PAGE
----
Seattle, also called the Emerald City, is known for many things such as having a great seaport, lush landscapes and incredible coffee. However, this city was also recently named the most miserable sports city in North America. The forecast for the 2011 Mariners is predictably overcast with a very slim chance of a postseason appearance.
Seattle only has one professional sports champion on its resume, the NBA’s 1979 Supersonics squad, and that franchise bolted town for Oklahoma City in 2008. Meanwhile the Seahawks became the first NFL team in history to earn a playoff spot with a losing record, capturing the abysmal NFC West last year with a 7-9 record.
The Mariners stumbled their way to the second-worst record in baseball last year (thank you Pittsburgh), and trailed first-place Texas in the American League West standings by 29 games. Seattle accumulated 101 losses by going a lackluster 35-46 at Safeco Field, and 26-55 when playing on the road. The Mariners were 34 games out of the wild-card chase, and face long odds of making any serious moves on this year’s postseason.
Seattle is currently a 60/1 selection to win the AL pennant, ahead of only Cleveland and Kansas City at 100/1. The Mariners are also a dismal 125/1 to win the World Series, ahead of only the Indians (200/1), Royals (200/1) and Pirates (500/1). Seattle has a futures win total of 71.5 (minus 130), which would be a 10-game improvement from last year’s 61-101 campaign.
Finding bright spots for the Seattle Mariners might be as hard as locating a cloudless day in the Pacific Northwest, but there are a few rays of sunshine. Starting pitcher Felix Hernandez (13-12, 2.27 ERA) won the AL Cy Young Award despite getting the worst run support of any AL pitcher.
The right-hander received a league-low 3.1 runs per game last year, but he did lead the majors in innings pitched, ERA, opponents’ batting average and quality starts. The Venezuela native ranked second in strikeouts, and third in complete games.
Right-fielder Ichiro Suzuki has now collected 200 hits a season the past 10 years, and recorded 42 stolen bases in 2010. However the Japanese import is now 37 years old, but he should continue to thrive playing small ball at spacious Safeco Field.
There are plenty of question marks behind Hernandez in both the starting rotation and bullpen. Southpaw Jason Vargas secured nine victories last year in his best big-league season, benefitting from playing in a pitcher-friendly park. Erik Bedard is a talented left-handed pitcher, but he has not been able to stay healthy and be a stable force in the rotation.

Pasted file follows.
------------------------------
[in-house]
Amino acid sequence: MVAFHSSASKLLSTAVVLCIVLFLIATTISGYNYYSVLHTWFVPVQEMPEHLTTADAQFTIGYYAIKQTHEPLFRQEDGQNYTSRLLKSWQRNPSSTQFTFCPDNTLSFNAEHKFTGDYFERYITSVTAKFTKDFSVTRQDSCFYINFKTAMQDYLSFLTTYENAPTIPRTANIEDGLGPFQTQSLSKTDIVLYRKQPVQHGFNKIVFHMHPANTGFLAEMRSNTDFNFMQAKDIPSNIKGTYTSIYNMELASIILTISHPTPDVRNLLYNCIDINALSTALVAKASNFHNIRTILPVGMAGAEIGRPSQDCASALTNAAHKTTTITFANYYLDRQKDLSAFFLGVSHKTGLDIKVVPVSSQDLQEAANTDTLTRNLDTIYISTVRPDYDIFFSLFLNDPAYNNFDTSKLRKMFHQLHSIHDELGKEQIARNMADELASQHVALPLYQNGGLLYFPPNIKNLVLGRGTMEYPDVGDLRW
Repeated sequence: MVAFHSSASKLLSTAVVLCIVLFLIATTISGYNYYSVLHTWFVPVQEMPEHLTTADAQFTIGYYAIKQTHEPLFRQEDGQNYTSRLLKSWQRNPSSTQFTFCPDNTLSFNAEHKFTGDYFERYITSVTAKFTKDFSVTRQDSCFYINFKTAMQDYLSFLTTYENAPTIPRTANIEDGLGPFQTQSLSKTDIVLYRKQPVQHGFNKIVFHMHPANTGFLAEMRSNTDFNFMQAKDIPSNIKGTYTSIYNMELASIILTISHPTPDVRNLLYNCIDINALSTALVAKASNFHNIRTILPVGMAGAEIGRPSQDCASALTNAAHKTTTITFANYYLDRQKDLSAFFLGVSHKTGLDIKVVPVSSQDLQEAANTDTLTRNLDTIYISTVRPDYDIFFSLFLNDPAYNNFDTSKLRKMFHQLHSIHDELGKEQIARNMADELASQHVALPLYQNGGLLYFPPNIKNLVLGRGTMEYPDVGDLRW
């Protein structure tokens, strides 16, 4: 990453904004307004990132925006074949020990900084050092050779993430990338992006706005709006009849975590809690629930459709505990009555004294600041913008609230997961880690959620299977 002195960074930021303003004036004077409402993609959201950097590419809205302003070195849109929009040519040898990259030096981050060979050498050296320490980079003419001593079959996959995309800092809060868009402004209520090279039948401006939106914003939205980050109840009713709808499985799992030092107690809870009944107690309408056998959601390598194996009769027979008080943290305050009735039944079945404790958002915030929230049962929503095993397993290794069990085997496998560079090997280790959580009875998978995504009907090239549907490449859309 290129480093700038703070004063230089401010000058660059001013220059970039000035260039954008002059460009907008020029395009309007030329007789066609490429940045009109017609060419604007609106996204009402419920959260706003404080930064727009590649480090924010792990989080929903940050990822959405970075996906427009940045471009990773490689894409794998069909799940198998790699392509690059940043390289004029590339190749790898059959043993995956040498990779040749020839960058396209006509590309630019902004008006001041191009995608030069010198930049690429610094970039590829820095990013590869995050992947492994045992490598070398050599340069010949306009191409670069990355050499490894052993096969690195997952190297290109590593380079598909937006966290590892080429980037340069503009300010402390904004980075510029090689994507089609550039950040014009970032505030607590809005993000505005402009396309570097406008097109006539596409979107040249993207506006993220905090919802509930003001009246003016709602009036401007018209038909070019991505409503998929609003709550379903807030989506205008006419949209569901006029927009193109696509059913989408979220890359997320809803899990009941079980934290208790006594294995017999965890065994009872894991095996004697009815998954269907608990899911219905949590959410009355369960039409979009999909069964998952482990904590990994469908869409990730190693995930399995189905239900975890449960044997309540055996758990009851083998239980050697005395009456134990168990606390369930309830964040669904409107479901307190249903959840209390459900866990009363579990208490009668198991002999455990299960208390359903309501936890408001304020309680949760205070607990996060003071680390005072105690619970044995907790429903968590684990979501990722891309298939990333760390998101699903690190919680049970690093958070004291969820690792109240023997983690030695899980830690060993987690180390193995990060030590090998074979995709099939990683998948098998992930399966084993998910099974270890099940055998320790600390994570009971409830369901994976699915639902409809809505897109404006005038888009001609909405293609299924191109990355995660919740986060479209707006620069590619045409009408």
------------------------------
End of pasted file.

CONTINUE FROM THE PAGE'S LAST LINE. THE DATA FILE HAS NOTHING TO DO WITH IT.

Seattle does have some pitching prospects, but these players will probably take their lumps behind an anemic offense. Right-handed power-pitcher Michael Pineda would still be a Triple-A project for teams with a solid rotation, but he figures on contributing to the Mariners as the fourth or fifth starter. Doug Fister enjoyed a solid start to last year before fading down the stretch, while Luke French might split time between starting and the bullpen.
Speaking of the relievers, even the lone commodity is a question mark heading into the season. David Aardsma is the established closer, but the right-hander is still recovering from hip surgery. If he returns and pitches like he did last season, expect Aardsma to be traded to a contender. Righty Brandon League figures on inheriting the closers role until Aardsma returns, but he is better suited as a setup man.
While Seattle ranked 10th in team pitching last year, the offense finished dead last with a .236 batting average. The Mariners managed just 513 runs and 101 home runs, with 459 walks and 1184 strikeouts.
Behind Suzuki, the offense will need a spark from somewhere. The Seattle brass is hoping that third baseman Chone Figgins can rebound from a disastrous 2010 season, and contribute near the top of the order.
The middle of the lineup features Franklin Gutierrez, Jack Cust and Justin Smoak, not exactly Murderers Row. There is potential with these guys, but there will also be plenty of growing pains throughout the summer. This team will have to win low scoring games through pitching and defense, so don’t expect a lot of slugfests from the Mariners.
Seattle has some prospects and one of baseball’s best young arms in Hernandez, but this team will take its lumps and not be a serious contender in the foreseeable future. Expect the Mariners to again battle for the AL West basement, and to wager ‘under’ their season win total of 71 games.
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